Long nights, cold days and the excitement of freshly fallen snow can inspire countless artistic opportunities in your setting, says Judith Harries…
The season of winter provides a rich source of inspiration for artists of all ages. Famous artists and children can be equally excited by bare wintry trees, snowflakes, snow scenes and, of course, winter festivals such as Christmas and Chinese New Year. There are countless ideas that can be linked to the EYFS’ Expressive arts and design area of learning – and there’s no need to wait until the snow is blanketing the ground to get started…
Go outside with sketch books and charcoal. Look at the bare wintry trees and invite children to make sketches of their favourite tree. Help them to emphasise the spikey shapes of the trees. Compare the thicknesses of the trunk with the branches and the twigs.
A chalk in the snow
Let children use white chalk on black or dark blue paper to create pictures of snow. Try swirling snowflakes; fat, round snowmen; snow-laden trees and landscapes.
A winter’s walk
Go for a short walk in the local street or park and look at the winter trees, views, landscapes, etc. Take photographs of the different scenes. Let children choose a photo to copy. Provide small pieces of white paper and black pens for children to use. Make photo frames using strips of coloured card.
Explain that at Chinese New Year, children receive gifts of money from their friends and family in festive red envelopes, as this is considered a lucky colour. Help children to deconstruct an envelope to see how they are made. Create a template to make new envelopes using wrapping paper or sheets of red paper. Help children to fold and join the paper into envelopes. Let them write their name on the front. Later you can secretly fill them with a small gift for each child to celebrate a winter festival.
Ice cube painting
Sprinkle different-coloured powder paint onto paper. Let children use ice cubes on sticks or wear plastic gloves and hold loose ice cubes. Spread the ice cubes over the powder paint to create swirling patterns.
Evergreen still life
Make an arrangement of evergreen plants in a glass vase. Use holly, ivy, other evergreen shrubs, grass, twigs, pine cones, etc. Ask children to paint pictures of the still-life arrangements using shades of green, red and brown paints.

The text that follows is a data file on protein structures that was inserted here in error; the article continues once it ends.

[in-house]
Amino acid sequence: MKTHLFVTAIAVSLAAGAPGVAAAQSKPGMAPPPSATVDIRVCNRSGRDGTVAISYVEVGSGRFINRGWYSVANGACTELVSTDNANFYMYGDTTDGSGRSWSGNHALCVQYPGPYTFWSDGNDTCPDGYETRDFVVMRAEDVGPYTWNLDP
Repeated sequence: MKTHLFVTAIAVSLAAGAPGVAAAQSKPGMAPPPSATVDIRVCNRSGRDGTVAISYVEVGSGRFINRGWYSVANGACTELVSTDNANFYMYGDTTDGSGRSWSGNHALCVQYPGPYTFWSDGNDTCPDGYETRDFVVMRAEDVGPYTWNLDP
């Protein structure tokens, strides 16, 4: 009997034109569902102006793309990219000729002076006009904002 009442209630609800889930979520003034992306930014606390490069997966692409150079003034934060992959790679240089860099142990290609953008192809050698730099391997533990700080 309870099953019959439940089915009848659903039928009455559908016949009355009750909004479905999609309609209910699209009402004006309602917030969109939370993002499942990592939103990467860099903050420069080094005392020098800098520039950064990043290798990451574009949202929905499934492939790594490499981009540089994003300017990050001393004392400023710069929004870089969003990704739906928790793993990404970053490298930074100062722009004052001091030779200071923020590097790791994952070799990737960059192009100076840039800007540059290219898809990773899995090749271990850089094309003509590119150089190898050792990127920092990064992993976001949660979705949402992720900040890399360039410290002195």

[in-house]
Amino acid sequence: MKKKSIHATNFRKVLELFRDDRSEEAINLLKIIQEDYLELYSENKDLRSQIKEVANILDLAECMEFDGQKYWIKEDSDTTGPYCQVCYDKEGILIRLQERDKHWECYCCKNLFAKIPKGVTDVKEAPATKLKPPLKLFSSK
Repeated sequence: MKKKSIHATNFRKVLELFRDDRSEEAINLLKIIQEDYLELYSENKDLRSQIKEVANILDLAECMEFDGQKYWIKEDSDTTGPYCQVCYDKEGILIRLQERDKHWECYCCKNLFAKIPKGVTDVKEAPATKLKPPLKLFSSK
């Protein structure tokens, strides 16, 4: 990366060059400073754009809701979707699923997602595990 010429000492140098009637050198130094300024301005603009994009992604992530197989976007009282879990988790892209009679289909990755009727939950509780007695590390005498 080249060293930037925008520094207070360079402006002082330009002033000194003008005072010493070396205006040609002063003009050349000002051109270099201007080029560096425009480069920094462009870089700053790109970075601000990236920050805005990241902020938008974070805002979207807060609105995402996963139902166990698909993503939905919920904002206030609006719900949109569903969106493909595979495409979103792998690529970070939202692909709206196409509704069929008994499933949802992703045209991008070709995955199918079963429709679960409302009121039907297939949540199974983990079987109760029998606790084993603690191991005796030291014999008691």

Cut out some sharp, icicle-shaped pieces of card. Spread runny white paint along the top and then hang them up and watch the paint run down the icicles! Repeat with runny blue or silver paint. When dry, hang up around the room with snowflakes and straw flakes (see below) to create a wintry feel.
Ask children to paint a picture of a winter landscape on pale blue paper. Use dark brown paint for trees and buildings, white paint for frosty ground, etc. Leave to dry until still tacky and then let children sprinkle snow all over the picture with a salt shaker!
Paint a picture of a bare winter tree using brown paint and thin paint brushes. Then add white snow all over the tree using fingerprints. Let children paint their own picture of a person, animal or building with the brown paint and then cover it in a fingerprint snowstorm.
Let children draw a winter scene on Styrofoam or polystyrene trays using a blunt pencil. Spread a small amount of ink on top of the tray using a roller. Turn the trays over and press down onto clean paper. Make repeat prints until the ink has dried up and then try again using a different colour ink.
Provide some clean aluminium trays and help children use Christmas templates such as stars, moon, candles, snowmen and trees to cut out shapes. Place the shape on a chopping board and using a nail or hole punch make a hole at the top of the shape. Try using the nail to tap the foil and create indentations and patterns all over it. Hang the decorations on the Christmas tree.
Cut folded paper circles or white plastic bags into snowflakes. Help children to fold the paper circles in half and half again. Use scissors to cut shapes along the folded sides. Unfold, sprinkle with glue and glitter and hang on windows around the room.
Cover the back of a paper plate with brown paint and when dry fold in half so that the semicircle rocks back and forth. Paint on a red breast with red paint and add a yellow beak made from a diamond folded in half. Stick on brown feathers as a wing and add googly eyes.